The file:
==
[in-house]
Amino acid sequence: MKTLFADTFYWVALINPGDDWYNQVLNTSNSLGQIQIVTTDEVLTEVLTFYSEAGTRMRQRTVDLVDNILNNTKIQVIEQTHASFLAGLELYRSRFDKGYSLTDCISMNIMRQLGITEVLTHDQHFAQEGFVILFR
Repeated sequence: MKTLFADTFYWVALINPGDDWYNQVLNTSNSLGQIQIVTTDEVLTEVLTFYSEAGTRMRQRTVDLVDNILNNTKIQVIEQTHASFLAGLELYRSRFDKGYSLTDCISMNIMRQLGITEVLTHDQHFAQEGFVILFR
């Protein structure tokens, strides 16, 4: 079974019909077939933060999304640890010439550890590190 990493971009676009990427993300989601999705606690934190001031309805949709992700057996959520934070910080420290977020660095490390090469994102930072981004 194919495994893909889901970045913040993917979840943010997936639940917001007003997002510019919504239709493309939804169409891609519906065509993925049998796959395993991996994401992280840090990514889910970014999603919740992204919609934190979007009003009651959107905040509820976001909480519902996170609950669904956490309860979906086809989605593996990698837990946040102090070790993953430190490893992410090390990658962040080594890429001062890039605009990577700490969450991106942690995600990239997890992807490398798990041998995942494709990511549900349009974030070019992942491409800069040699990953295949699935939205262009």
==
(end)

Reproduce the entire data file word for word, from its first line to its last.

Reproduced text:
[in-house]
Amino acid sequence: MKTLFADTFYWVALINPGDDWYNQVLNTSNSLGQIQIVTTDEVLTEVLTFYSEAGTRMRQRTVDLVDNILNNTKIQVIEQTHASFLAGLELYRSRFDKGYSLTDCISMNIMRQLGITEVLTHDQHFAQEGFVILFR
Repeated sequence: MKTLFADTFYWVALINPGDDWYNQVLNTSNSLGQIQIVTTDEVLTEVLTFYSEAGTRMRQRTVDLVDNILNNTKIQVIEQTHASFLAGLELYRSRFDKGYSLTDCISMNIMRQLGITEVLTHDQHFAQEGFVILFR
């Protein structure tokens, strides 16, 4: 079974019909077939933060999304640890010439550890590190 990493971009676009990427993300989601999705606690934190001031309805949709992700057996959520934070910080420290977020660095490390090469994102930072981004 194919495994893909889901970045913040993917979840943010997936639940917001007003997002510019919504239709493309939804169409891609519906065509993925049998796959395993991996994401992280840090990514889910970014999603919740992204919609934190979007009003009651959107905040509820976001909480519902996170609950669904956490309860979906086809989605593996990698837990946040102090070790993953430190490893992410090390990658962040080594890429001062890039605009990577700490969450991106942690995600990239997890992807490398798990041998995942494709990511549900349009974030070019992942491409800069040699990953295949699935939205262009």